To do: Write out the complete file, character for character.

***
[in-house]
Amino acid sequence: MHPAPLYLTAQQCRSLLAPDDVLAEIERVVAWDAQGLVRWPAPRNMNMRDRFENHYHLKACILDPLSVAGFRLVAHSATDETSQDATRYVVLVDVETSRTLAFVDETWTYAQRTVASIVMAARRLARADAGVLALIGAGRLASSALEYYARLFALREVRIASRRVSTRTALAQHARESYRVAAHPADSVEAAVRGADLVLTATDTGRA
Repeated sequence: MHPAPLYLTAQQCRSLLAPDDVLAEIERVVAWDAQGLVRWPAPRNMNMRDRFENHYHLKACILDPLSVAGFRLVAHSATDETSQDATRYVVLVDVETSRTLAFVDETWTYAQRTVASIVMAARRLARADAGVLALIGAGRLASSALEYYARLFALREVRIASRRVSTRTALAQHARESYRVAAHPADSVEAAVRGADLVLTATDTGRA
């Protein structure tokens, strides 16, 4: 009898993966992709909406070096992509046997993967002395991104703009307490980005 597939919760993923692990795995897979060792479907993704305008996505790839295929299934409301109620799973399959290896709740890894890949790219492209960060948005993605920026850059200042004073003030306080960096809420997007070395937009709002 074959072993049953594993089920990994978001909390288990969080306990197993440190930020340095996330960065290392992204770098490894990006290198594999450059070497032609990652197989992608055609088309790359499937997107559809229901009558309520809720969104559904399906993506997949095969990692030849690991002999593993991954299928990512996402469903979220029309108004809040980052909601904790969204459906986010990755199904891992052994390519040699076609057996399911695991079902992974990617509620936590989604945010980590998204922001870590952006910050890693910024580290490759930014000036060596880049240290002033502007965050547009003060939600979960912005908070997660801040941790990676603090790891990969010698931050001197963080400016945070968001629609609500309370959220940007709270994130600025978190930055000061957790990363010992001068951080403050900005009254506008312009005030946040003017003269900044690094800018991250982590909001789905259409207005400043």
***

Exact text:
[in-house]
Amino acid sequence: MHPAPLYLTAQQCRSLLAPDDVLAEIERVVAWDAQGLVRWPAPRNMNMRDRFENHYHLKACILDPLSVAGFRLVAHSATDETSQDATRYVVLVDVETSRTLAFVDETWTYAQRTVASIVMAARRLARADAGVLALIGAGRLASSALEYYARLFALREVRIASRRVSTRTALAQHARESYRVAAHPADSVEAAVRGADLVLTATDTGRA
Repeated sequence: MHPAPLYLTAQQCRSLLAPDDVLAEIERVVAWDAQGLVRWPAPRNMNMRDRFENHYHLKACILDPLSVAGFRLVAHSATDETSQDATRYVVLVDVETSRTLAFVDETWTYAQRTVASIVMAARRLARADAGVLALIGAGRLASSALEYYARLFALREVRIASRRVSTRTALAQHARESYRVAAHPADSVEAAVRGADLVLTATDTGRA
């Protein structure tokens, strides 16, 4: 009898993966992709909406070096992509046997993967002395991104703009307490980005 597939919760993923692990795995897979060792479907993704305008996505790839295929299934409301109620799973399959290896709740890894890949790219492209960060948005993605920026850059200042004073003030306080960096809420997007070395937009709002 074959072993049953594993089920990994978001909390288990969080306990197993440190930020340095996330960065290392992204770098490894990006290198594999450059070497032609990652197989992608055609088309790359499937997107559809229901009558309520809720969104559904399906993506997949095969990692030849690991002999593993991954299928990512996402469903979220029309108004809040980052909601904790969204459906986010990755199904891992052994390519040699076609057996399911695991079902992974990617509620936590989604945010980590998204922001870590952006910050890693910024580290490759930014000036060596880049240290002033502007965050547009003060939600979960912005908070997660801040941790990676603090790891990969010698931050001197963080400016945070968001629609609500309370959220940007709270994130600025978190930055000061957790990363010992001068951080403050900005009254506008312009005030946040003017003269900044690094800018991250982590909001789905259409207005400043």